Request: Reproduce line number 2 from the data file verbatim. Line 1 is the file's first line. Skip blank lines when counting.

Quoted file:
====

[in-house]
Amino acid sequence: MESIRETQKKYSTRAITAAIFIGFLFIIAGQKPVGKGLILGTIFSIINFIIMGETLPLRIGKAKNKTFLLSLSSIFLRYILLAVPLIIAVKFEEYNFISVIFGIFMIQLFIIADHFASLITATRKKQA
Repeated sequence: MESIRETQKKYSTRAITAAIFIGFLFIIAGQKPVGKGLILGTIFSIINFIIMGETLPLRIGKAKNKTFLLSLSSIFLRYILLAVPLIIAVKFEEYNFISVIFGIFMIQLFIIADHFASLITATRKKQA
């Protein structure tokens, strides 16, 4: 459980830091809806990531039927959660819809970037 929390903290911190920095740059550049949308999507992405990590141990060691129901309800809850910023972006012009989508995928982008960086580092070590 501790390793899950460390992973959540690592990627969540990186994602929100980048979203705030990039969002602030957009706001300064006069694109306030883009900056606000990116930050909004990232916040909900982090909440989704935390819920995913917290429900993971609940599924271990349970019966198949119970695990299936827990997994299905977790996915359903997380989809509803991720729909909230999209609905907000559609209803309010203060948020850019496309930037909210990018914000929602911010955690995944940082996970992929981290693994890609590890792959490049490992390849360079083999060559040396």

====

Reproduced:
Amino acid sequence: MESIRETQKKYSTRAITAAIFIGFLFIIAGQKPVGKGLILGTIFSIINFIIMGETLPLRIGKAKNKTFLLSLSSIFLRYILLAVPLIIAVKFEEYNFISVIFGIFMIQLFIIADHFASLITATRKKQA